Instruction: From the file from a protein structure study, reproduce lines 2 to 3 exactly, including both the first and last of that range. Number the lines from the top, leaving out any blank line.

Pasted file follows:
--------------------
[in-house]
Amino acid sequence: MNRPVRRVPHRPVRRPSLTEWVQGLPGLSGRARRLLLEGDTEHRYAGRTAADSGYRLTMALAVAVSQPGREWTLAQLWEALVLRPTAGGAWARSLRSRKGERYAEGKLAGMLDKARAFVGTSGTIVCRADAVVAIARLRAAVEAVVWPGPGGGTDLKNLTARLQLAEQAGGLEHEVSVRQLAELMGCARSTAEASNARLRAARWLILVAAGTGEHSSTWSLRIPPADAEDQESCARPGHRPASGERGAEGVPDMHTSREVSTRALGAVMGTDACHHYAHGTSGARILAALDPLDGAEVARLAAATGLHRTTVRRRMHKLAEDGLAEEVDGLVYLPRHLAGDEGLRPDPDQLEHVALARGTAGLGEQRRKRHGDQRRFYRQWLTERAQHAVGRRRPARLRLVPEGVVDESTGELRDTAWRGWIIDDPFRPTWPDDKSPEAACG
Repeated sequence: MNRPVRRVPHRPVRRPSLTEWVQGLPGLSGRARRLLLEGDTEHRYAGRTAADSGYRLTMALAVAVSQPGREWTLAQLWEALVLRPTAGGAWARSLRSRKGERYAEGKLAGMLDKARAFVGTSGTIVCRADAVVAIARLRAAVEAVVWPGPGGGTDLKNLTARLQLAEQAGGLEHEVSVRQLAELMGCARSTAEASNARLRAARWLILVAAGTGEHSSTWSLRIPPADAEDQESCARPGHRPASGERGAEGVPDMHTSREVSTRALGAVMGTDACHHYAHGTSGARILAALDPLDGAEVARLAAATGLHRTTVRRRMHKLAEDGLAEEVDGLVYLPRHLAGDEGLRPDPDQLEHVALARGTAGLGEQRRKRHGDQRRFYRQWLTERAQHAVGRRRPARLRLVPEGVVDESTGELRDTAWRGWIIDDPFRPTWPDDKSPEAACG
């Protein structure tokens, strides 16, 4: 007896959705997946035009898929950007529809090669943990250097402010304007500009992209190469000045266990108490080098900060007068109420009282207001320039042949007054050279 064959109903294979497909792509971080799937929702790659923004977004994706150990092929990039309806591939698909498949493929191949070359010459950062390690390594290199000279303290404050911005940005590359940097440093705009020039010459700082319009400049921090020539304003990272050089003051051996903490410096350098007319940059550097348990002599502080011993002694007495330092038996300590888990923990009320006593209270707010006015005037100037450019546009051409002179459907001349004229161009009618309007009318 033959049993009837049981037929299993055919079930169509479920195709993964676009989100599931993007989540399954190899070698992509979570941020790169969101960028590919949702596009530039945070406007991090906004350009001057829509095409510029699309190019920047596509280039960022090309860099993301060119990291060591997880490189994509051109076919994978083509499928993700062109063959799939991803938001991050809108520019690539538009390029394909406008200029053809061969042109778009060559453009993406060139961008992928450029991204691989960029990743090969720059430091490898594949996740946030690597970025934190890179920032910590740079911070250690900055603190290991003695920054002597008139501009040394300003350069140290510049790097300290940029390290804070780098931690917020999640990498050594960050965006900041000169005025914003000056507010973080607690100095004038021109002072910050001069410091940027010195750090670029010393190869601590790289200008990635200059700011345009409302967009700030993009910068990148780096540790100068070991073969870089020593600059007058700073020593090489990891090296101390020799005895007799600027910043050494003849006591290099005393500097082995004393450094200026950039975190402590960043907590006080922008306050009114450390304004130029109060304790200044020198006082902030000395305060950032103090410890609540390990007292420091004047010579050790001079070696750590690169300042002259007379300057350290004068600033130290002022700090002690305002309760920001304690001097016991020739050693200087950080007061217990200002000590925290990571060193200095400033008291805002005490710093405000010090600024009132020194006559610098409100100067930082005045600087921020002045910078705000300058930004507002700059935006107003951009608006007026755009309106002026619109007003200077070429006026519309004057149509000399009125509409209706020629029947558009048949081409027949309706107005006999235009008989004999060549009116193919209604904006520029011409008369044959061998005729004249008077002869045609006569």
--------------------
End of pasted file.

Amino acid sequence: MNRPVRRVPHRPVRRPSLTEWVQGLPGLSGRARRLLLEGDTEHRYAGRTAADSGYRLTMALAVAVSQPGREWTLAQLWEALVLRPTAGGAWARSLRSRKGERYAEGKLAGMLDKARAFVGTSGTIVCRADAVVAIARLRAAVEAVVWPGPGGGTDLKNLTARLQLAEQAGGLEHEVSVRQLAELMGCARSTAEASNARLRAARWLILVAAGTGEHSSTWSLRIPPADAEDQESCARPGHRPASGERGAEGVPDMHTSREVSTRALGAVMGTDACHHYAHGTSGARILAALDPLDGAEVARLAAATGLHRTTVRRRMHKLAEDGLAEEVDGLVYLPRHLAGDEGLRPDPDQLEHVALARGTAGLGEQRRKRHGDQRRFYRQWLTERAQHAVGRRRPARLRLVPEGVVDESTGELRDTAWRGWIIDDPFRPTWPDDKSPEAACG
Repeated sequence: MNRPVRRVPHRPVRRPSLTEWVQGLPGLSGRARRLLLEGDTEHRYAGRTAADSGYRLTMALAVAVSQPGREWTLAQLWEALVLRPTAGGAWARSLRSRKGERYAEGKLAGMLDKARAFVGTSGTIVCRADAVVAIARLRAAVEAVVWPGPGGGTDLKNLTARLQLAEQAGGLEHEVSVRQLAELMGCARSTAEASNARLRAARWLILVAAGTGEHSSTWSLRIPPADAEDQESCARPGHRPASGERGAEGVPDMHTSREVSTRALGAVMGTDACHHYAHGTSGARILAALDPLDGAEVARLAAATGLHRTTVRRRMHKLAEDGLAEEVDGLVYLPRHLAGDEGLRPDPDQLEHVALARGTAGLGEQRRKRHGDQRRFYRQWLTERAQHAVGRRRPARLRLVPEGVVDESTGELRDTAWRGWIIDDPFRPTWPDDKSPEAACG